The need for CIOs to consider digital ethics has become paramount as the pace of technology change accelerates. This is according to Gartner.
Digital business has dramatically shifted the impact of corporate IT. Corporate IT now affects people’s work and lives more directly and pervasively than ever before. But whenever technology innovation moves faster than society, business and people can organise around it, ethical questions arise.
“New technologies raise new ethical questions,” said Frank Buytendijk, research vice president at Gartner. “How do we deal with the fact that big data can turn into Big Brother quickly? What happens to individuals’ free will if The Internet of Things is driving their behaviour as well as monitoring it? As smart machines start to interact with people, and represent people’s actions, how do we make sure those actions are ethically acceptable to us?”
Although consumers may use services and products willingly, and may have agreed to terms and conditions, they may not be aware of the unintended consequences of their use. For example, there has also been discussion about the impact on how we communicate with our smartphone and ethically about what the absence of non-verbal feedback is doing to human interaction.
While it is possible to do harm even when acting with good intentions, ignorance of ethical issues is unfortunately common. “When ignorance is combined with a failure to consider the broader impacts of technology, there is danger,” said Buytendijk.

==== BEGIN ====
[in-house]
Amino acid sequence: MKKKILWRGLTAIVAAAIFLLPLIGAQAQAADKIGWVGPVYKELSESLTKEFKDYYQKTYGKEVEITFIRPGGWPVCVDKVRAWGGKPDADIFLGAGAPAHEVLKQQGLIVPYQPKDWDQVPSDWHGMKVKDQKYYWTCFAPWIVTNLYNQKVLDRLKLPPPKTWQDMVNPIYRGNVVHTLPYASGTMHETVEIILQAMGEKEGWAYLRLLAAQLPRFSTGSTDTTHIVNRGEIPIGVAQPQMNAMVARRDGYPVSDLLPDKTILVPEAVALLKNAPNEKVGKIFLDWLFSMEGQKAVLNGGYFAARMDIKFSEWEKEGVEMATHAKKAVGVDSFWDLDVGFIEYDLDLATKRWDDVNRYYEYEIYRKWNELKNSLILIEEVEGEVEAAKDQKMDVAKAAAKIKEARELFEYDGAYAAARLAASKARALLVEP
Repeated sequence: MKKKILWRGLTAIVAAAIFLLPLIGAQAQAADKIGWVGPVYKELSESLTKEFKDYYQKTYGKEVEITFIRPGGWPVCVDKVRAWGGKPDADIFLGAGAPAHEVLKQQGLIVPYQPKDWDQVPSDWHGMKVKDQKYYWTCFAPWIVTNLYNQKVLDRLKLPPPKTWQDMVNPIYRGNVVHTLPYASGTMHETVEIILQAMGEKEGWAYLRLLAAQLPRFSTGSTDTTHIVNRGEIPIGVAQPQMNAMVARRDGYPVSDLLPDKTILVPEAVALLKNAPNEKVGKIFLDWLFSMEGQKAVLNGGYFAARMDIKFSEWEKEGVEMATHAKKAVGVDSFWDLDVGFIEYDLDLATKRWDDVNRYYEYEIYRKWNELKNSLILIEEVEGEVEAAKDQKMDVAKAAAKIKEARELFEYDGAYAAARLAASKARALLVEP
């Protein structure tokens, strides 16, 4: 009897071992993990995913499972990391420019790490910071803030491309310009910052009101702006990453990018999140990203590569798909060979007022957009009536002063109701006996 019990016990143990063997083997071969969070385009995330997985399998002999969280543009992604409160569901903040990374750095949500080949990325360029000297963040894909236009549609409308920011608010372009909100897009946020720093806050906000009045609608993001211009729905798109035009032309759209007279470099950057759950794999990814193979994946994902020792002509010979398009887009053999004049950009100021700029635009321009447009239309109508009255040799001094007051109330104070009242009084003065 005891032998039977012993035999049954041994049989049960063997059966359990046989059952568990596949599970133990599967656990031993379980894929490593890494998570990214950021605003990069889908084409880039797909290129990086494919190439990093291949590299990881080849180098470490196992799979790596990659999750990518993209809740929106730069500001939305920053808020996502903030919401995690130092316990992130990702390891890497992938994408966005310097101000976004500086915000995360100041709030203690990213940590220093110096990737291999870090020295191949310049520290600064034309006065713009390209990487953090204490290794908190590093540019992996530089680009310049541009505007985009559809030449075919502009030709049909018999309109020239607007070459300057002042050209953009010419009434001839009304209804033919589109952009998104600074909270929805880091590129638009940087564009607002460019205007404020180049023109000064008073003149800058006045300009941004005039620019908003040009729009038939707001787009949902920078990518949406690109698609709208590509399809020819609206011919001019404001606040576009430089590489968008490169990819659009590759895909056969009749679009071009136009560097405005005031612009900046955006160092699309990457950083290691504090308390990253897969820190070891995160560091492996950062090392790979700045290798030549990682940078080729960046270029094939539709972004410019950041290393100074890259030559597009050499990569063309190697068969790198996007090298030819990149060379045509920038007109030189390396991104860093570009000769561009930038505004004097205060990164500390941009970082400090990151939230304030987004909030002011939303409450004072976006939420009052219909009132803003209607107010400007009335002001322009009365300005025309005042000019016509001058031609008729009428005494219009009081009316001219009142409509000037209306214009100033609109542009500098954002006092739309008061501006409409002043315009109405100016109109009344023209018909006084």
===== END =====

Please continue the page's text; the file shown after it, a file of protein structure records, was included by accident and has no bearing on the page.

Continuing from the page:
Gartner recommends that the board puts ethics and the role of technology on the agenda. There should be a culture in which ethical debate is considered normal, necessary and constructive. On the IT side, the CIO should lead the debate. The CIO is responsible for organising how technology is being set up, secured and available for intended use. At the same time, the CIO has a senior leadership position that allows for evangelising the topic throughout the organisation, in close collaboration with legal, risk management and the customer part of the business.
“You can’t undo knowledge,” said Buytendjik. “Once you are aware of the nature and importance of digital ethics, there is no more blissful ignorance or plausible deniability.”